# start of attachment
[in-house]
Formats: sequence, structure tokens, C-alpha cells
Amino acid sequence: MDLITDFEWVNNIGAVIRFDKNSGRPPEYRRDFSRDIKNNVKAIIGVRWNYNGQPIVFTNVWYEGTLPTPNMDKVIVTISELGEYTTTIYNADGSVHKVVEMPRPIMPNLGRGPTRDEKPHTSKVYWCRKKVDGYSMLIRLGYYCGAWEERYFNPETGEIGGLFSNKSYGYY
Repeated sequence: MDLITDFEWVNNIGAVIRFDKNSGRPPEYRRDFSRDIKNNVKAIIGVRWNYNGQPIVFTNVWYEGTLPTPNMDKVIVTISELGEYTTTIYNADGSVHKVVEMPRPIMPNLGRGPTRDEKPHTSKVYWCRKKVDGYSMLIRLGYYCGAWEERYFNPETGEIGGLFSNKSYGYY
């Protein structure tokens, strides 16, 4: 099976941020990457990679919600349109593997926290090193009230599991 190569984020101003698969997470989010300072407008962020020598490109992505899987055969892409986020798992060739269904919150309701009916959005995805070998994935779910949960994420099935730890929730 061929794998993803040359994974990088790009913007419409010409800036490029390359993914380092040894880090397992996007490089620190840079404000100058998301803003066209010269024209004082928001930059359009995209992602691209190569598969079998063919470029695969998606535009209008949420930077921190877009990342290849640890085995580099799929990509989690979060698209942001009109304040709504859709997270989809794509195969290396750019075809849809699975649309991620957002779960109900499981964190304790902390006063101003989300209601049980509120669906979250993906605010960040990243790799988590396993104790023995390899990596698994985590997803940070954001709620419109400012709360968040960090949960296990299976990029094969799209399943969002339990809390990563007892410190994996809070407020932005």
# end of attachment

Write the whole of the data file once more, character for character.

[in-house]
Formats: sequence, structure tokens, C-alpha cells
Amino acid sequence: MDLITDFEWVNNIGAVIRFDKNSGRPPEYRRDFSRDIKNNVKAIIGVRWNYNGQPIVFTNVWYEGTLPTPNMDKVIVTISELGEYTTTIYNADGSVHKVVEMPRPIMPNLGRGPTRDEKPHTSKVYWCRKKVDGYSMLIRLGYYCGAWEERYFNPETGEIGGLFSNKSYGYY
Repeated sequence: MDLITDFEWVNNIGAVIRFDKNSGRPPEYRRDFSRDIKNNVKAIIGVRWNYNGQPIVFTNVWYEGTLPTPNMDKVIVTISELGEYTTTIYNADGSVHKVVEMPRPIMPNLGRGPTRDEKPHTSKVYWCRKKVDGYSMLIRLGYYCGAWEERYFNPETGEIGGLFSNKSYGYY
């Protein structure tokens, strides 16, 4: 099976941020990457990679919600349109593997926290090193009230599991 190569984020101003698969997470989010300072407008962020020598490109992505899987055969892409986020798992060739269904919150309701009916959005995805070998994935779910949960994420099935730890929730 061929794998993803040359994974990088790009913007419409010409800036490029390359993914380092040894880090397992996007490089620190840079404000100058998301803003066209010269024209004082928001930059359009995209992602691209190569598969079998063919470029695969998606535009209008949420930077921190877009990342290849640890085995580099799929990509989690979060698209942001009109304040709504859709997270989809794509195969290396750019075809849809699975649309991620957002779960109900499981964190304790902390006063101003989300209601049980509120669906979250993906605010960040990243790799988590396993104790023995390899990596698994985590997803940070954001709620419109400012709360968040960090949960296990299976990029094969799209399943969002339990809390990563007892410190994996809070407020932005």